1974 Gibson Dove Dreadnought Guitar

This gorgeous old '74 Dove is owned by a consignment customer of mine who's been downsizing his collection a heck of a lot through the shop over the past year or two. However, this is one he had me fix-up for his own use rather than for it to head out into the sunset on resale.

It arrived quite clean but with a cracked (and repaired) bridge and ill-fitting saddle. The action was too high and it needed a neck reset badly. I wanted to save the original ebony bridge despite its old hairline crack repair, so to make sure it didn't become a nuisance, I filled the pinholes, recut the saddle slot so I could get the intonation on-the-dot, and then moved the pinholes farther to the rear of the bridge. This means that the tension put on the front of the pinholes helps pull the back of the bridge towards the hairline repair (that was along the old pinhole line) rather than pulling the front of the bridge along the "fault" away from the rear of the bridge. At any rate -- it's a solution I've used in the past and it works nicely, here.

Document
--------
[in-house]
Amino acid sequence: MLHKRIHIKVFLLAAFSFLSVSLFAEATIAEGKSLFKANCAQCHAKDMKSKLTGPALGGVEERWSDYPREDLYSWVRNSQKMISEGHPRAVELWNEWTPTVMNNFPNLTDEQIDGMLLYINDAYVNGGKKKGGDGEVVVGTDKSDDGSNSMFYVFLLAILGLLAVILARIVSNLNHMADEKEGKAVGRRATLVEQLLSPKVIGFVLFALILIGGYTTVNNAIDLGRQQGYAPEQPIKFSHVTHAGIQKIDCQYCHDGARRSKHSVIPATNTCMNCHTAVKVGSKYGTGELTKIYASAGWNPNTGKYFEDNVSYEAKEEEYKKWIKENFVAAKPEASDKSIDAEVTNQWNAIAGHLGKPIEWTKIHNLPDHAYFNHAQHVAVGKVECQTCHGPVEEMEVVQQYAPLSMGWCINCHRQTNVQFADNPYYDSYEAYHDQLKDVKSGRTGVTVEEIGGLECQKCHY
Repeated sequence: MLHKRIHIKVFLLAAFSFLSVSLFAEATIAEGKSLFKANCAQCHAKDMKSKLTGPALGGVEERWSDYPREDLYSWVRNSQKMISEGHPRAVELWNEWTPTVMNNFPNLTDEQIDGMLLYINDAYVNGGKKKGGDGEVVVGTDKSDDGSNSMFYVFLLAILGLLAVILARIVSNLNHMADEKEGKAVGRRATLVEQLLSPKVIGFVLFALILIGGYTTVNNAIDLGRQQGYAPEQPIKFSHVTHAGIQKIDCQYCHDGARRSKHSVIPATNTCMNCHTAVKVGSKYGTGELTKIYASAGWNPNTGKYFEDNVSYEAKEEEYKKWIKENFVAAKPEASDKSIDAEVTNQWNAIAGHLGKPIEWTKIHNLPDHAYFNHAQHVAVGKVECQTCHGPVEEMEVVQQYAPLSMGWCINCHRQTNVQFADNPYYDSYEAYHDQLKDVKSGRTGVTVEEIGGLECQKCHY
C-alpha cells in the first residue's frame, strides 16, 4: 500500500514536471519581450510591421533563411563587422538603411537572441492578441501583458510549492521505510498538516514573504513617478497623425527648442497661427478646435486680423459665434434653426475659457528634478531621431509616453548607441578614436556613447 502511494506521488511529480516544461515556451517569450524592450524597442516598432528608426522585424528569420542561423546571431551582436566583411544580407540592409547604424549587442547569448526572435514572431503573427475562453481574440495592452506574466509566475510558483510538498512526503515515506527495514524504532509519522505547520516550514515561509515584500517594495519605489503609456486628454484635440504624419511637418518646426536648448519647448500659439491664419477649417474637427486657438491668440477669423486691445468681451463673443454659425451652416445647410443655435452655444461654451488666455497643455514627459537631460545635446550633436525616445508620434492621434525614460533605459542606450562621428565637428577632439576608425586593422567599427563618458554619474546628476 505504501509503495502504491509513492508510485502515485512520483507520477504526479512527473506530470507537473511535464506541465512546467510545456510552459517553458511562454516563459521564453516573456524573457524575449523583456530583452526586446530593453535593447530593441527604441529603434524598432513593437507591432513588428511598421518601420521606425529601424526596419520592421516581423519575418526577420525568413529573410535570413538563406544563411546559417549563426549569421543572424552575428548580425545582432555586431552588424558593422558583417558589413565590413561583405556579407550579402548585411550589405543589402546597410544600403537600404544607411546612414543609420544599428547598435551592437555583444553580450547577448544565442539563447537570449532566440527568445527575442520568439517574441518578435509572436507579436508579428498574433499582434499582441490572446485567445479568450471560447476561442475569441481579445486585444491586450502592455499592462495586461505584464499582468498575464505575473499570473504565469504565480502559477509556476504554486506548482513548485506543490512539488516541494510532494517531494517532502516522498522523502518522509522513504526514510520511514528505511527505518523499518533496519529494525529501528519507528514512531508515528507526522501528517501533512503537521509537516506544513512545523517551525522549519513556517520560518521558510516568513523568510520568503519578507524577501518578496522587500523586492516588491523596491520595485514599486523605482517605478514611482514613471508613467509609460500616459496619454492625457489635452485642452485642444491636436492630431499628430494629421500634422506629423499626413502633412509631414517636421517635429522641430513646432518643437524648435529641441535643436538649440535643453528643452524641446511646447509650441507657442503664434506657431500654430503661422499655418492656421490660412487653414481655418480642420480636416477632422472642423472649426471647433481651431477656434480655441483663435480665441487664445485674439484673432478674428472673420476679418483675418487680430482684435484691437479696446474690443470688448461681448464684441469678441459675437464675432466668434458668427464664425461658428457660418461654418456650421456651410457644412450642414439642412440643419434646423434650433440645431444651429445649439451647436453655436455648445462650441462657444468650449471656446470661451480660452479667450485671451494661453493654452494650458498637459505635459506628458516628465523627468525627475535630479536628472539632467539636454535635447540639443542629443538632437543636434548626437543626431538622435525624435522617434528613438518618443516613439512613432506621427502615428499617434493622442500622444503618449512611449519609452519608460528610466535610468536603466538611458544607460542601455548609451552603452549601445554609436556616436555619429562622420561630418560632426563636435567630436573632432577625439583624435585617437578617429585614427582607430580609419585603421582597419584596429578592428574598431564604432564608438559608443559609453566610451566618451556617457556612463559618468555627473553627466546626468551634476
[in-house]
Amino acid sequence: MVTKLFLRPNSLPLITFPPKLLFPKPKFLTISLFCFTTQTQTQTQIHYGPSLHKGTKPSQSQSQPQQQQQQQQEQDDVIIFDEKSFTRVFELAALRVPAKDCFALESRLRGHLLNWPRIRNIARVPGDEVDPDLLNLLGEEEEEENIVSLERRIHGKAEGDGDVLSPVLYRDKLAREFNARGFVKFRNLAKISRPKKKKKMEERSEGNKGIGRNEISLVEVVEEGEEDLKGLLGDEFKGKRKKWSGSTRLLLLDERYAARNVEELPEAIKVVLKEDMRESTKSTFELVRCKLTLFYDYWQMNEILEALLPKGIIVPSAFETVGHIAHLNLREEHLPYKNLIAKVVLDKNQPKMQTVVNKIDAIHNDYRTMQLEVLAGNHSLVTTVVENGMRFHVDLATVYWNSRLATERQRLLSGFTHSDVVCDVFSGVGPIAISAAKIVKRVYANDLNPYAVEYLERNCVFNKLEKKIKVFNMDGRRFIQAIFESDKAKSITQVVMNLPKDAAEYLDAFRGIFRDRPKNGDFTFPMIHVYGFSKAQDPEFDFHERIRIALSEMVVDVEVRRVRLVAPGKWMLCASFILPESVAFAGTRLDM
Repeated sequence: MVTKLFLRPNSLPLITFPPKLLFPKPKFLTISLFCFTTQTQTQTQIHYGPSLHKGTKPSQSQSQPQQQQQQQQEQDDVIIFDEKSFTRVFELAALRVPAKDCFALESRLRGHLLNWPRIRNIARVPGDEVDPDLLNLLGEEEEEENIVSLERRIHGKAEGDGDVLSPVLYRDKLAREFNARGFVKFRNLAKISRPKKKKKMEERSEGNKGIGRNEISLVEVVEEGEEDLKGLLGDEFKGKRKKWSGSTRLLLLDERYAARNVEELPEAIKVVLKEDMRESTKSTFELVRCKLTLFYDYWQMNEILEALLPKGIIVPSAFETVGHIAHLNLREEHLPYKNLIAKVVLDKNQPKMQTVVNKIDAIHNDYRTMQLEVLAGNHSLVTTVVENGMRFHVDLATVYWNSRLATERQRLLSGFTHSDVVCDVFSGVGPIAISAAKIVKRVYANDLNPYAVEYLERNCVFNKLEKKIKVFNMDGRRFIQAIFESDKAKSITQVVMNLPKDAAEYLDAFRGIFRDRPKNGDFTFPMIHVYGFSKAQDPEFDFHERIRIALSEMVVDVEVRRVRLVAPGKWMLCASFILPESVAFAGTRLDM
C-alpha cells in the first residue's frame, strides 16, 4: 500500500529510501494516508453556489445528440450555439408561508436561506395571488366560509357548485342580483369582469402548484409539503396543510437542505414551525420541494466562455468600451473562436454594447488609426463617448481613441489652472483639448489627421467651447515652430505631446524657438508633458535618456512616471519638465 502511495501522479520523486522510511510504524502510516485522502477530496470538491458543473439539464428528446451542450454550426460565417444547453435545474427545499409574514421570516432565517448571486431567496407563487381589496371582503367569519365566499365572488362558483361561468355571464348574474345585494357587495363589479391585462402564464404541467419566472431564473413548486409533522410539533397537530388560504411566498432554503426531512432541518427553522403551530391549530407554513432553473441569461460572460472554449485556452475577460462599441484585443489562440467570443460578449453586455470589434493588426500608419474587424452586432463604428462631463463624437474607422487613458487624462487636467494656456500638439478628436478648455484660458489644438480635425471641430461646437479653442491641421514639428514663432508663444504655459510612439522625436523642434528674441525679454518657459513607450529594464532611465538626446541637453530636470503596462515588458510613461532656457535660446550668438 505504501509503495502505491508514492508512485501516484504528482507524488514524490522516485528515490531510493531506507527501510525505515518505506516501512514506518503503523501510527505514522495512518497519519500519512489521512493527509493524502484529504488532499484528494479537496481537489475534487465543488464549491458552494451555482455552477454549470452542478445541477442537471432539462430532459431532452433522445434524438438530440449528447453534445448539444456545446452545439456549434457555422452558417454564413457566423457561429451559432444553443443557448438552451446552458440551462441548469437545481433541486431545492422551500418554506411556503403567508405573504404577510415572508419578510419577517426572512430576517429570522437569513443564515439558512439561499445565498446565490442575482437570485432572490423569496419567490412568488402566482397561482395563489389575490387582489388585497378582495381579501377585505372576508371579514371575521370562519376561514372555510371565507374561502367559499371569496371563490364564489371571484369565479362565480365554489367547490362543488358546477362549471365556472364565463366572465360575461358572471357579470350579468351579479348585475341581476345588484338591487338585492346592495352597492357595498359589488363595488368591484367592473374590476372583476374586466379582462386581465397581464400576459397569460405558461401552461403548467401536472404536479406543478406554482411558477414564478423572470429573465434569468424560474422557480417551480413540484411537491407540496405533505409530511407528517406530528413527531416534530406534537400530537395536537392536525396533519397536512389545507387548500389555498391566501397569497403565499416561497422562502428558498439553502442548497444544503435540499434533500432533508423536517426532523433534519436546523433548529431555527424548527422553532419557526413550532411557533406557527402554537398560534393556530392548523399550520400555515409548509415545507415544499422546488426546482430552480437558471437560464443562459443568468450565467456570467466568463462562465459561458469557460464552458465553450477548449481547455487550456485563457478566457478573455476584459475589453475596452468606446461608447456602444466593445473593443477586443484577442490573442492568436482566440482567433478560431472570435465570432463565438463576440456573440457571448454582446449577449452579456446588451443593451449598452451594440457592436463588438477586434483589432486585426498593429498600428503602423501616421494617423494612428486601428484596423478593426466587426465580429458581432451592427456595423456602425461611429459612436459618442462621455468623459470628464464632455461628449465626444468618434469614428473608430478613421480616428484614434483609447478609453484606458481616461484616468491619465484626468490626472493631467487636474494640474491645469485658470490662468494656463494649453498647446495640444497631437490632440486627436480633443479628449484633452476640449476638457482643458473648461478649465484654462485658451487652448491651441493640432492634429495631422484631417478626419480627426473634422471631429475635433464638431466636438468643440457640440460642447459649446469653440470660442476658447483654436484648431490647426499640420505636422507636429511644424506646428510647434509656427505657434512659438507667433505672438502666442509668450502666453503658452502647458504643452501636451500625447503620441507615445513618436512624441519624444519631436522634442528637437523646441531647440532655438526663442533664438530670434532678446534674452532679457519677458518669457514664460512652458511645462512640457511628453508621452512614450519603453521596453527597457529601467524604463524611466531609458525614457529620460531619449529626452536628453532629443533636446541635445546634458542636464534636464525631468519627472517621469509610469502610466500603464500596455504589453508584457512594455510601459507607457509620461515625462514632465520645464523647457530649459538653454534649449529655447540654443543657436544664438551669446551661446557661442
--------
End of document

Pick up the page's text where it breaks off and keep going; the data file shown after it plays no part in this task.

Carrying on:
The neck reset went smoothly and after leveling/dressing the frets I also made a new bone saddle. The last bit of repair was "extra" -- he had me shave the bulky double-x-bracing a bit to get a little more fullness out of the instrument. I removed as much as I felt comfortable with and I'm happy with the result -- it is, afterall, a maple-backed, long-scale, dreadnought guitar. It's not going to sound like an old J-45 or J-50 no matter how much we try.

Gibson acoustics from the '70s get knocks from the collectors, but I've always found them fun instruments that become ace players after ironing-out their setup qualms.